Against mumps, Meursault, Mcdonald’s and Marlboro

Inez de Beaufort

in From reason to practice in bioethics

Published by Manchester University Press

Published in print April 2015 | ISBN: 9780719096235
Published online January 2016 | e-ISBN: 9781781708392 | DOI:

Series: Bioethics and the Humanities MUP

Against mumps, Meursault, Mcdonald’s and Marlboro

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Suppose a state proposes a vaccination against Smoking, Alcohol and Drugs, the SAD programme. Children could be vaccinated not only against mumps and measles but also against enjoying dangerous substances such as nicotine and alcohol. Some might argue that such a vaccination is ethically justified , indeed a wonderful solution to individual and social problems related to addiction; others might consider this to be unacceptable. The following arguments are discussed: - the future autonomy - would it be different if one could ‘undo’ the vaccination; - the moral importance of the liberty to decide about (trivial) lifestyle choices; - the idea that some unhealthy habits are part of one’s personality and identity; - ‘healthism’: sometimes people, e.g. mountaineers, take risks with their health because life is not only about health and longevity. Some slippery sloping is done to imagine vaccination against gambling, gluttony and obesity. A danger is that in the name of health a particular moral view is imposed on persons, e.g. a teetotaller’s view on alcohol. Immunisation may seem ideal from a public health perspective but there are serious ethical problems to be considered.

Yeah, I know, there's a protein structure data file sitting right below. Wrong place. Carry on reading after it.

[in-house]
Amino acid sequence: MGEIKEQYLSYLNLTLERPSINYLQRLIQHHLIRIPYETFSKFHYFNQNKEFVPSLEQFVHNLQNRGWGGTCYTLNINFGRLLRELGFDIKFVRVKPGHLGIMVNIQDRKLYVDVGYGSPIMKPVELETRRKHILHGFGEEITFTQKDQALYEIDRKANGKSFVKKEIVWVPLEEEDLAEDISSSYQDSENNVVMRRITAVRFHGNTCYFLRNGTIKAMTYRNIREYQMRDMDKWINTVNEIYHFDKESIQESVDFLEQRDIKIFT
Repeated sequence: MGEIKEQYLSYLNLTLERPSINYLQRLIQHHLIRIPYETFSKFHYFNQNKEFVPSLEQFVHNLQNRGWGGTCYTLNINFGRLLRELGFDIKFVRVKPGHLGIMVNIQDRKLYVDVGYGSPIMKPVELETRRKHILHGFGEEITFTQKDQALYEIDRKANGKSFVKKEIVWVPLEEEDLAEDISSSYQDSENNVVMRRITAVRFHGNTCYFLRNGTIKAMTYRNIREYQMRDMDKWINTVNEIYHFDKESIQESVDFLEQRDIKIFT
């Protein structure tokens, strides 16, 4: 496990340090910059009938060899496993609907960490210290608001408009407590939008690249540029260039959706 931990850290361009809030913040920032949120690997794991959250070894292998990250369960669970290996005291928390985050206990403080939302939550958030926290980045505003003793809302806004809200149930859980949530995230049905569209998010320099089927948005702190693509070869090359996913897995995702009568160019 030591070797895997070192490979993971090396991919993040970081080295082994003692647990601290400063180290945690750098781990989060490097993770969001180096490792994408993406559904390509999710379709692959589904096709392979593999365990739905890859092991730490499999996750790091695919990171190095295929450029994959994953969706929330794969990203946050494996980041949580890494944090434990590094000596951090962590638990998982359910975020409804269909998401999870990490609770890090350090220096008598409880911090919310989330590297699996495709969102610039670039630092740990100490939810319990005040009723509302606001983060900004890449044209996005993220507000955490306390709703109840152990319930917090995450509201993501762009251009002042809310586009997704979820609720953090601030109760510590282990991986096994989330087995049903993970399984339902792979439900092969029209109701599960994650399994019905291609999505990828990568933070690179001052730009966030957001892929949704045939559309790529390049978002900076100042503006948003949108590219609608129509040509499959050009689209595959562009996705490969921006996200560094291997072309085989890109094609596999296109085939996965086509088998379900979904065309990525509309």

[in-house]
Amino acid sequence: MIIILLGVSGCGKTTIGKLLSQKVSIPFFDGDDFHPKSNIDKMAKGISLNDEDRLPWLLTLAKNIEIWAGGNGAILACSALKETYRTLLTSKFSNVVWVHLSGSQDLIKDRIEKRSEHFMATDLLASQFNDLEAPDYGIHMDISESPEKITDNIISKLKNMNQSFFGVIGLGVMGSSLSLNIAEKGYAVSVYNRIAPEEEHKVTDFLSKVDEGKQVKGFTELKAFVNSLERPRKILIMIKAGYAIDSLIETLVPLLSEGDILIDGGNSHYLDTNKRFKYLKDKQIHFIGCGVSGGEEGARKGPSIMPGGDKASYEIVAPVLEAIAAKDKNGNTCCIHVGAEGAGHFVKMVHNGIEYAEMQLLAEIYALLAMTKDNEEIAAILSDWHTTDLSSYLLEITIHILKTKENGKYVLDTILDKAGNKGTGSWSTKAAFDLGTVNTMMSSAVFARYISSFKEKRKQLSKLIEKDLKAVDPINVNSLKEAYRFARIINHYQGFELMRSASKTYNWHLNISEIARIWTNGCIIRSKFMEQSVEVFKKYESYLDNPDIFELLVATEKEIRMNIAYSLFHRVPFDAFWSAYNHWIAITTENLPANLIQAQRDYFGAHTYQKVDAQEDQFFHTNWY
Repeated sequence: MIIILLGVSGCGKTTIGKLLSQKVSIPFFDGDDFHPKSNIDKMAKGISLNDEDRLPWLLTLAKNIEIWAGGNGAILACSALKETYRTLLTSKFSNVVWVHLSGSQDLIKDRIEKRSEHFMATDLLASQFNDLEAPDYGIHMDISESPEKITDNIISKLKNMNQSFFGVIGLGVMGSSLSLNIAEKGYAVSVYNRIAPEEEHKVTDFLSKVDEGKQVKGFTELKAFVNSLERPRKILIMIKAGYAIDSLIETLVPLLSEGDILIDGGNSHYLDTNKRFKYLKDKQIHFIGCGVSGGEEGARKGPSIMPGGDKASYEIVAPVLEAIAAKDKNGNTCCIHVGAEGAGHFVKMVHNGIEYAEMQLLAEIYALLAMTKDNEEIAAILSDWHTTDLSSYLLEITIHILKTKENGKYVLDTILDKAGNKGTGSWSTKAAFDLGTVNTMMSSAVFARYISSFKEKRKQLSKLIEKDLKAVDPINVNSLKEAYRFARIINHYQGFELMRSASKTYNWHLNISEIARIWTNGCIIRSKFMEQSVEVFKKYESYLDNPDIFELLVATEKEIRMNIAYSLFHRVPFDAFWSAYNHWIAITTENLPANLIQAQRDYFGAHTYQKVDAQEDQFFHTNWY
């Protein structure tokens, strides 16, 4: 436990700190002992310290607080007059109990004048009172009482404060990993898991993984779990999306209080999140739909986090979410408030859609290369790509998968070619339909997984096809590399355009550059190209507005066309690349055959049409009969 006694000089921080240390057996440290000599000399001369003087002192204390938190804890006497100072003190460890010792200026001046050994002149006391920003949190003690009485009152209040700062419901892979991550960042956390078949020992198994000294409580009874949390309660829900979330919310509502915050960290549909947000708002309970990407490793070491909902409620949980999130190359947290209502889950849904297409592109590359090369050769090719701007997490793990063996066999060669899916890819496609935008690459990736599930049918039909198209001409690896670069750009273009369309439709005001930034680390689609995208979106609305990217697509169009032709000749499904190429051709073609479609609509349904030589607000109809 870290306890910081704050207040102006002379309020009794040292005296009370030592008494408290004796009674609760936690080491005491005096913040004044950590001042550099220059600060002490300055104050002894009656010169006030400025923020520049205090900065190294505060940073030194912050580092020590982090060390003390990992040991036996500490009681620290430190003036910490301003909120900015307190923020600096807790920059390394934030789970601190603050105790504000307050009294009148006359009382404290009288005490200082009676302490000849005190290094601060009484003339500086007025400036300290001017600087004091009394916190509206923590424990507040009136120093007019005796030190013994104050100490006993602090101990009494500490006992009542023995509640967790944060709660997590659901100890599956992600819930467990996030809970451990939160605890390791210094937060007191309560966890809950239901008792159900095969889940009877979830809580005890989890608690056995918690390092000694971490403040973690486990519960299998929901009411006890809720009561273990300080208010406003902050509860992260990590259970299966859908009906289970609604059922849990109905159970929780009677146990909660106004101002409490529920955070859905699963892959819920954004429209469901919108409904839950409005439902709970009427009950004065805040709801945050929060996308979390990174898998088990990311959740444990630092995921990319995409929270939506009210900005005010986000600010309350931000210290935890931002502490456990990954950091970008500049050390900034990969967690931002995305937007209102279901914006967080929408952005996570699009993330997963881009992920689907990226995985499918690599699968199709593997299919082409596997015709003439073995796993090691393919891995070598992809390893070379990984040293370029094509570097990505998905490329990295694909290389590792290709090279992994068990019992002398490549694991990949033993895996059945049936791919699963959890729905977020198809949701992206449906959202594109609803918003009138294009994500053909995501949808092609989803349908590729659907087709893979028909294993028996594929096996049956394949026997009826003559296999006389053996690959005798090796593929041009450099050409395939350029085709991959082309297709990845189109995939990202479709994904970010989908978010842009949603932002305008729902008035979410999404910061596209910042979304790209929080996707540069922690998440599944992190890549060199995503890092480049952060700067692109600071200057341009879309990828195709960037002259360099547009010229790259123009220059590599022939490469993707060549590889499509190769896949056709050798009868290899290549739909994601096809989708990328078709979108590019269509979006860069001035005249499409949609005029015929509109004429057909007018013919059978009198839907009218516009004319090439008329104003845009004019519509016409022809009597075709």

Keywords: Risky lifestyles; Unhealthy habits; Vaccination against nicotine; Healthism

Chapter.  4007 words. 

Subjects: Ethical Issues and Debates

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